The arrangement between Turkey and the U.S. to conduct airstrikes against ISIS has yet to pay much in the way of dividends.
The agreement, rolled out at the beginning of August, was lauded by both Washington and Ankara, with the Air Force creating a public relations splash around the arrival of six F-16 fighter jets at Incirlik Air Base.
But since then, the number of airstrikes against Islamic State targets in Iraq and Syria hasn’t increased as much as many observers expected.
Between July 30 and August 11, 293 airstrikes were carried out by U.S.-led coalition forces, according to official tallies. Between August 12 and August 24 that number rose to 304. This table from Micah Zenko at the Council on Foreign Relations summarizes the data:
The lack of results can be attributed in part to ongoing negotiations between the U.S. and Turkey to sort out the nitty-gritty details of an “air tasking order” that puts any of Turkey’s air missions against the terror group under the coalition’s banner.
“It could take a few days to put these technical arrangements into place at the operational level,” Pentagon press secretary Peter Cook said earlier this week at a press briefing. “We believe that Turkey is committed to fully participating as soon as possible.”
The news came just a few days after Defense Secretary Ash Carter said, “we do want Turkey to do more in the fight against ISIS.”
Cook said the Pentagon’s “cooperation with the Turks, and the expansion of that cooperation, remains a work in progress at this point, and so we see this as a step forward, but we also see that there’s opportunity for Turkey and the U.S. and the rest of the coalition to further refine exactly what that cooperation looks like going forward.”
Another reason the arrangement has yet to pay off is that Turkey seems to be more interested in fighting Kurdish forces than ISIS. Ankara unleashed a large air campaign on Kurdish militants in Turkey and northern Iraq while the new military agreement with Washington was being hammered out.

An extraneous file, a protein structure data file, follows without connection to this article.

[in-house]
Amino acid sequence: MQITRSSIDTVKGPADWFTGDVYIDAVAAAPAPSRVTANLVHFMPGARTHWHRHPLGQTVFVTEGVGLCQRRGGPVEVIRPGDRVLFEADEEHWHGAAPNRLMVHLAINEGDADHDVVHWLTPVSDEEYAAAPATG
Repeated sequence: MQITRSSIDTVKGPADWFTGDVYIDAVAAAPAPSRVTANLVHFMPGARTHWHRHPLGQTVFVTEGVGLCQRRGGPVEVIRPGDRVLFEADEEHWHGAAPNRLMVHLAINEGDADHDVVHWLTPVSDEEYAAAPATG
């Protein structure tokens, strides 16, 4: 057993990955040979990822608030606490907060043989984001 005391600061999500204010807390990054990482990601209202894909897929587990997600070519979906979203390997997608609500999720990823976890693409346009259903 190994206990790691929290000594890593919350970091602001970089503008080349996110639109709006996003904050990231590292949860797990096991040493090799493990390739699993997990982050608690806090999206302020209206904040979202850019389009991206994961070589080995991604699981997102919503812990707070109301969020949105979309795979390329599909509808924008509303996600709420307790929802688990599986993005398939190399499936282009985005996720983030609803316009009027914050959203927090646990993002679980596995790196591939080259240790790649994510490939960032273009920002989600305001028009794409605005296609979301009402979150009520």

Some observers believe the campaign was just a taste of things to come, especially as Turkey’s internal politics become more unstable ahead of an election this November.
Eric Edelman, who served as the U.S. ambassador to Turkey from 2005 to 2009, wrote in a New York Times op-ed that the cost of the military agreement “may be too high in the long run” because Turkish president Recep Tayyip Erdogan will likely continue striking Kurdish targets to increase his party’s standing in the polls.
“This strategy might help Mr. Erdogan win an election, but it is severely undermining the fight against the Islamic State,” he wrote, noting that Kurdish forces have enjoyed the most success in battling the extremist group.
If Ankara does not cease its aggression toward the Kurds, “America’s deal with Turkey will prove to be a Faustian bargain,” Edelman warned.
He argued that the administration should curb Turkey’s access to coalition intelligence and limit financial support to the country in order to force a change in its behavior.
“Getting Turkish leaders to change course will be extremely difficult, but it is imperative to pressure them if Turkey is to avoid being sucked into the vortex created by a failed Syria policy and Mr. Erdogan’s dogged quest for absolute political power,” wrote Edelman.